Title is void if land inalienable; cancelled even if innocent purchaser for value

It is well-settled that a certificate of title is void when it covers property of public domain classified as forest or timber and mineral lands. Any title issued on non-disposable lots even in the hands of an alleged innocent purchaser for value, shall be cancelled. (G.R. Nos. L-31666, April 30, 1979)

Where the lower court, in granting titles to the land in dispute, counted the period of possession of private respondents before the same were released as forest lands for disposition, such release is tantamount to qualifying the latter to a grant on said lands while they were still non-disposable. Thus, even assuming that the transferees are innocent purchasers for value, their titles to said lands derived from the titles of private respondents which were not validly issued as they cover lands still a part of the public domain, may be cancelled. (G.R. No. L-40402, March 16, 1987)

To complete the picture, reference may be made to the learned and scholarly opinion of Justice Sanchez in Director of Forestry v. Muñoz, a 1968 decision. After a review of Spanish legislation, he summarized the present state of the law thus:
If a Spanish title covering forest land is found to be invalid, that land is public forest land, is part of the public domain, and cannot be appropriated. Before private interests have intervened, the government may decide for i what Portions of the public domain shall be set aside and reserved as forest land. Possession of forest lands, however long, cannot ripen into private ownership.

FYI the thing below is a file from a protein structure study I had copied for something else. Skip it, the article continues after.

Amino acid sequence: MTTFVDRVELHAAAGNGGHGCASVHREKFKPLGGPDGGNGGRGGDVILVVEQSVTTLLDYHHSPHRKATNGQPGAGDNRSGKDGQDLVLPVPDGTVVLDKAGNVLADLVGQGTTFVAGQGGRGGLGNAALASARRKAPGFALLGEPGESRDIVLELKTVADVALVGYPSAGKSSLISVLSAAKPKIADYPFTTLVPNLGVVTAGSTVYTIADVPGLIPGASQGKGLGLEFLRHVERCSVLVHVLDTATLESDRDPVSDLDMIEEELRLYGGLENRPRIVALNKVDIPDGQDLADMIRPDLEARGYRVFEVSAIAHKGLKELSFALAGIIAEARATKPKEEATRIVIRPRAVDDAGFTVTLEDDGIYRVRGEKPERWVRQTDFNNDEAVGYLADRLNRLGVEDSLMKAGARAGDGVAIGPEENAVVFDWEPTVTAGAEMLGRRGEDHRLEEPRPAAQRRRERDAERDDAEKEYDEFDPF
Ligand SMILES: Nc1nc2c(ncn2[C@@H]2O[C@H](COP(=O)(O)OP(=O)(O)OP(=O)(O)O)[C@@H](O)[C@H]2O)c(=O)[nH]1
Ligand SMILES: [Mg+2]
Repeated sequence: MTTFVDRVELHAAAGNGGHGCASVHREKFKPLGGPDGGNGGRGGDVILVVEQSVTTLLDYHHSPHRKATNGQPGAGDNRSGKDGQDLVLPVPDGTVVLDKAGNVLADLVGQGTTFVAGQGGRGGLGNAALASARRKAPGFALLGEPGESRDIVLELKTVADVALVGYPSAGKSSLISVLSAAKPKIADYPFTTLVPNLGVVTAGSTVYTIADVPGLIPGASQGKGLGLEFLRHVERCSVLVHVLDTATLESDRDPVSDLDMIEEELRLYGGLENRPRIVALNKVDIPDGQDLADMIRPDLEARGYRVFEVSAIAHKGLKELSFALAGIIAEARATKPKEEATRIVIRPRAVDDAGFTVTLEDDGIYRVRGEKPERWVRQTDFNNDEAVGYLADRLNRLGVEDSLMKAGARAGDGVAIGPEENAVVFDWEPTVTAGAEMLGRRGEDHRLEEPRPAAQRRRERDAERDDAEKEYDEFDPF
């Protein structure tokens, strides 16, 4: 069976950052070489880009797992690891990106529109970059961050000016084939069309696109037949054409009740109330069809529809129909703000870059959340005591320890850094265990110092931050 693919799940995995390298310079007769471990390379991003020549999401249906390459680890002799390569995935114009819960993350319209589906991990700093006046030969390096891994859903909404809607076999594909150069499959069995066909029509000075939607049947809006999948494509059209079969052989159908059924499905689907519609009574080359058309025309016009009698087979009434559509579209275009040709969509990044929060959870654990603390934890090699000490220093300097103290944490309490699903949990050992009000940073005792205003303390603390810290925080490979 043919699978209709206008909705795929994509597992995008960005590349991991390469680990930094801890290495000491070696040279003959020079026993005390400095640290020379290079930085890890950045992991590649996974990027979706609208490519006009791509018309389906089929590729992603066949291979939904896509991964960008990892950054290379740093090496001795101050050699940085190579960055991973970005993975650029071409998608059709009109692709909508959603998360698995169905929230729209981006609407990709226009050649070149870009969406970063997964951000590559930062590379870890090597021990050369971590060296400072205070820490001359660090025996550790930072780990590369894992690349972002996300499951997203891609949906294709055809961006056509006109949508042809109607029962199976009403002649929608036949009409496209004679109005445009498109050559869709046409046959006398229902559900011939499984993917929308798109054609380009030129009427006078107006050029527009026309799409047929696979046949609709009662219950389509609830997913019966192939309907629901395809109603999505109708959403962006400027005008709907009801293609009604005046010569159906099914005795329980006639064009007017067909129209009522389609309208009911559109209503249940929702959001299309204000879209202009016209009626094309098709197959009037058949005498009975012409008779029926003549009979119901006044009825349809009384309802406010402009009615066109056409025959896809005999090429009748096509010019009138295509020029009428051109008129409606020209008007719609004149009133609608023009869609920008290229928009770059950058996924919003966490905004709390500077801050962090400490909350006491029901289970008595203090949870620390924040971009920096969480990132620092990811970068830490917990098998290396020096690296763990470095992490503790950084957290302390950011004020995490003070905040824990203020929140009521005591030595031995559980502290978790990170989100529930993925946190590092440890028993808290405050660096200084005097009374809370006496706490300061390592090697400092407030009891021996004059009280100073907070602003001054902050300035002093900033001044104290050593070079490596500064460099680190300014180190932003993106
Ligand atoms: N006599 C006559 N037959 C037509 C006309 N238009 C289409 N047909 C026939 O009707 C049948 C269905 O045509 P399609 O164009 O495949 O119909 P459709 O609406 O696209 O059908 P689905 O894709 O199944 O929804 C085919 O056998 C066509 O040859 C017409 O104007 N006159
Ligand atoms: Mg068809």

He reiterated the basic state objective on the matter in clear and penetrating language:
"The view this Court takes of the cages at bar is but in adherence to public policy that should be followed with respect to forest lands. many have written much, and many more have spoken, and quite often, above the pressing need for forest preservation, conservation. protection, development and reforestation. Not without justification For, forests constitute a vital segment of any country's natural resources. It is of common knowledge by now that absence of the necessary green cover on our lands produces a number Of adverse or ill effects of serious proportions. Without the trees, watersheds dry up; rivers and lakes which they supply are emptied of their contents. The fish disappears. Denuded areas become dust bowls. As waterfalls cease to function, so will hydroelectric plants. With the rains, the fertile topsoil is washed away; geological erosion results. With erosion come the dreaded floods that wreak havoc and destruction to property — crops, livestock, houses and highways — not to mention precious human lives..."